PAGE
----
Answer: That very well could have happened, but I opened here and the opportunity to teach was here for me so I didn’t need to go anywhere else. You can only be at one place at one time especially with running a studio and keeping things running smooth here. There’s not a lot of room for you to be in two places at once.

I do judge for two national talent competitions across the East Coast right now but that’s because I have a great staff behind me here. So when those opportunities come up for me to go judge for one weekend, I have a staff here who can take care of the business for those two or three days that I’m gone.

Question: What makes a dance team good? What are you looking for as a judge?

Answer: Technique – good dance technique. Great training. And just entertainment on stage. You can tell when you’re watching a dance number on stage and there’s a group of dancers that just love what they’re doing, and when there’s a group of dancers up there because they have to dance. There’s a huge difference between that.

The kids that compete really, really love what they’re doing, and they go up on stage every time and give a great performance. You can tell that’s what they enjoy.

That’s not to say our recreational kids don’t enjoy what they’re doing, but they just want to come and dance and not be pushed as hard as the team kids are pushed.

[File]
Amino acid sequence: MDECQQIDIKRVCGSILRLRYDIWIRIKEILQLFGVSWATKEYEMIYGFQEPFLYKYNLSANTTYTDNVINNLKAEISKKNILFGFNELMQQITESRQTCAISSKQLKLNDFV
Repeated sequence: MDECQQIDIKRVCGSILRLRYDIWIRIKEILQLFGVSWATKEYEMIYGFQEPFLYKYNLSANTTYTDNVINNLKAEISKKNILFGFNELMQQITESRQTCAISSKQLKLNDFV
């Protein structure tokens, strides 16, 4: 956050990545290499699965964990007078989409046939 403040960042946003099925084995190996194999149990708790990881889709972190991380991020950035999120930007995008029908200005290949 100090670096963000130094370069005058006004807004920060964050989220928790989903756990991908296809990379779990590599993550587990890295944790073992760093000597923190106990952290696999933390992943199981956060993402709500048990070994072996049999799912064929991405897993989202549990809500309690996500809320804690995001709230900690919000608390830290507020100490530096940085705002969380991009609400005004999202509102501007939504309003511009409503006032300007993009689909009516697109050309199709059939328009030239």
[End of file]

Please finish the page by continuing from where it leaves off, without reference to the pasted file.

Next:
I will admit my teams kids are here two to three times a week in classes for four, five, six, seven hours at a time, learning extra choreography, and technique, and jumps and turns to make sure when they go out on stage they are showing the judges they are getting a very good dance education.

Question: What about all these trophies in here?

Answer: They’re from all the different competitions we’ve been in. And we have a display window in front as well.

Question: Looks like you guys do pretty well.

Answer: We’ve won some pretty big awards. I train them but they go out and win the awards. I give them the passion I have. I’m giving them what I enjoy doing: performing. Growing up I performed and I competed, and I’m just passing that on to them.

Question: Is this a tough business?

Answer: Yeah, I think so because every town has a dance studio or dance studios. There are several dance studios here in Medina. There are several in Albion. There are studios all over. People have a choice with where they want to go, just like with the airlines – they have a choice. I think my reputation speaks for itself and people come here for a reason. I have a huge following of students who come back year after year and I’m grateful and humble for that. I’m going to keep doing what I’ve been doing and what I enjoy doing, with the hope to keep it going another 15 years.

Return to top